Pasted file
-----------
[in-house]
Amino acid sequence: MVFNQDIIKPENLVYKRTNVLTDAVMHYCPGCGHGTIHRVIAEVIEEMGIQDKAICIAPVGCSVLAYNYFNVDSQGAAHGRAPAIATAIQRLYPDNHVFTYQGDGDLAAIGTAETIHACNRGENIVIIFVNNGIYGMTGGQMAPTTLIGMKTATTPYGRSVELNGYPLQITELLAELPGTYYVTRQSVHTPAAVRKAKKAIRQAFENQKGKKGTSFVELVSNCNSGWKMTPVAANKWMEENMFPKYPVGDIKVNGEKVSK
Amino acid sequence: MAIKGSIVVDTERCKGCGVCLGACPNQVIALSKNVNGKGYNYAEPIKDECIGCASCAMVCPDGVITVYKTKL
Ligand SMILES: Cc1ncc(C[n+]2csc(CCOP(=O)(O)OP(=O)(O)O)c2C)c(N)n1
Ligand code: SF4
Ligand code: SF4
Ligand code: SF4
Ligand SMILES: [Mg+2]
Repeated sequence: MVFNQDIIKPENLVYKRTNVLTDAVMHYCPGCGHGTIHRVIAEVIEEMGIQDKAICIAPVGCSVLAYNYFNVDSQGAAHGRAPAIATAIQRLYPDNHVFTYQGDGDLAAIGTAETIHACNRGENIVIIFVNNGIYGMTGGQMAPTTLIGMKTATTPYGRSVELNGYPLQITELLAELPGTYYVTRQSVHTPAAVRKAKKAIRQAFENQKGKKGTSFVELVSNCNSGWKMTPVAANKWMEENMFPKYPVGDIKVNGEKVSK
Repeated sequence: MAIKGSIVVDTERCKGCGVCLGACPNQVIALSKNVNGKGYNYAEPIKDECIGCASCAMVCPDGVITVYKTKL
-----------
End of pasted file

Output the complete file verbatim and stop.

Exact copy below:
[in-house]
Amino acid sequence: MVFNQDIIKPENLVYKRTNVLTDAVMHYCPGCGHGTIHRVIAEVIEEMGIQDKAICIAPVGCSVLAYNYFNVDSQGAAHGRAPAIATAIQRLYPDNHVFTYQGDGDLAAIGTAETIHACNRGENIVIIFVNNGIYGMTGGQMAPTTLIGMKTATTPYGRSVELNGYPLQITELLAELPGTYYVTRQSVHTPAAVRKAKKAIRQAFENQKGKKGTSFVELVSNCNSGWKMTPVAANKWMEENMFPKYPVGDIKVNGEKVSK
Amino acid sequence: MAIKGSIVVDTERCKGCGVCLGACPNQVIALSKNVNGKGYNYAEPIKDECIGCASCAMVCPDGVITVYKTKL
Ligand SMILES: Cc1ncc(C[n+]2csc(CCOP(=O)(O)OP(=O)(O)O)c2C)c(N)n1
Ligand code: SF4
Ligand code: SF4
Ligand code: SF4
Ligand SMILES: [Mg+2]
Repeated sequence: MVFNQDIIKPENLVYKRTNVLTDAVMHYCPGCGHGTIHRVIAEVIEEMGIQDKAICIAPVGCSVLAYNYFNVDSQGAAHGRAPAIATAIQRLYPDNHVFTYQGDGDLAAIGTAETIHACNRGENIVIIFVNNGIYGMTGGQMAPTTLIGMKTATTPYGRSVELNGYPLQITELLAELPGTYYVTRQSVHTPAAVRKAKKAIRQAFENQKGKKGTSFVELVSNCNSGWKMTPVAANKWMEENMFPKYPVGDIKVNGEKVSK
Repeated sequence: MAIKGSIVVDTERCKGCGVCLGACPNQVIALSKNVNGKGYNYAEPIKDECIGCASCAMVCPDGVITVYKTKL